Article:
We believe that a substantial experience demonstrating the effectiveness and safety of infrapopliteal artery PTA has been accumulated. It is clear that the results of tibial PTA and femoropopliteal PTA are closely associated for most patients undergoing limb salvage procedures. Anatomic selection is most important; patients with focal disease and restorable runoff will generally benefit, and interventional radiologists should concentrate on treating this group of patients. PTA and surgery for limb salvage patients are indeed complementary procedures, and patients will benefit most by a methodical team approach to treatment. Problems with reporting of data in the literature have obscured the true effectiveness of distal PTA, with such deficiencies leading to both overestimation and underestimation of clinical utility. Nevertheless, the preponderance of evidence (as we see it) suggests a clinical effectiveness of about 80% at 2 years in appropriately selected patients. Like Dr Fraser and his co-authors, we would welcome randomized trials of tibial PTA versus surgery, but even in the absence of these, the reporting of indications and results needs to be standardized: severity of symptoms at presentation and the extent of conservative treatments employed before intervention; life-table methodology on an intent-to-treat basis with clear delineation of end points; stratification by important variables such as lesion length, runoff status, extent of preexisting tissue loss, presence of diabetes and ESRD, and ideally, functional outcome and quality-of-life measures. Finally, we should learn from our surgical colleagues that close surveillance and early reintervention will probably increase the effectiveness of our percutaneous treatment methods.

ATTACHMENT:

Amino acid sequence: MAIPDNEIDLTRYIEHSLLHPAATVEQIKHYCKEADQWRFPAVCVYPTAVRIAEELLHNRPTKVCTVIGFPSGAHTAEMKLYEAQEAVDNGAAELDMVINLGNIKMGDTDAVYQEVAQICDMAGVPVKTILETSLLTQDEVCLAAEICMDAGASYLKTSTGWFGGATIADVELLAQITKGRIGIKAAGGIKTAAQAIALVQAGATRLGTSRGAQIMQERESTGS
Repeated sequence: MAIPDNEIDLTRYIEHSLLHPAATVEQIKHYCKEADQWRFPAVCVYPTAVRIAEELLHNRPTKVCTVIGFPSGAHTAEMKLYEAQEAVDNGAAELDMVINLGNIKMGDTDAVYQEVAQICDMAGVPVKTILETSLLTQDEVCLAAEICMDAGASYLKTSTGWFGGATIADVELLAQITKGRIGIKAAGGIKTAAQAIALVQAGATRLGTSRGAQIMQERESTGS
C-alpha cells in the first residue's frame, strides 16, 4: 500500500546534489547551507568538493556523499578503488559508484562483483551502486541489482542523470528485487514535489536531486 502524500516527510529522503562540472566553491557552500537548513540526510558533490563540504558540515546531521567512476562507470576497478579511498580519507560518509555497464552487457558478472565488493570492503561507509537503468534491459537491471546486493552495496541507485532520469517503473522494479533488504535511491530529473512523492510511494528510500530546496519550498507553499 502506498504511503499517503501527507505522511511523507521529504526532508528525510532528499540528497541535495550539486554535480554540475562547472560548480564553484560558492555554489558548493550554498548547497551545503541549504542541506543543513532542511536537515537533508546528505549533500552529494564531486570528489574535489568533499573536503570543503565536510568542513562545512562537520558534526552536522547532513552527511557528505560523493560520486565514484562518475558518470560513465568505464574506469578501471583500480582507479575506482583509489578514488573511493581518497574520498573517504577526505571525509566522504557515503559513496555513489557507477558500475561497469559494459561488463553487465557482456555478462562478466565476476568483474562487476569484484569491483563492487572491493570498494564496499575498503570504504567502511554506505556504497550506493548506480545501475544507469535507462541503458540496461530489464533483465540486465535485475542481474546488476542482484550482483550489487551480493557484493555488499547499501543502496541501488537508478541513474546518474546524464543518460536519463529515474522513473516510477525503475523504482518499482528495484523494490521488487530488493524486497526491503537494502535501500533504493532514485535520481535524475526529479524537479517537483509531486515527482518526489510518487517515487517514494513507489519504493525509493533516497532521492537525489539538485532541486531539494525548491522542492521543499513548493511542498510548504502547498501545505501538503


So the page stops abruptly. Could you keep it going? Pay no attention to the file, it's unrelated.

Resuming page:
ASJC Scopus subject areas
- Radiology Nuclear Medicine and imaging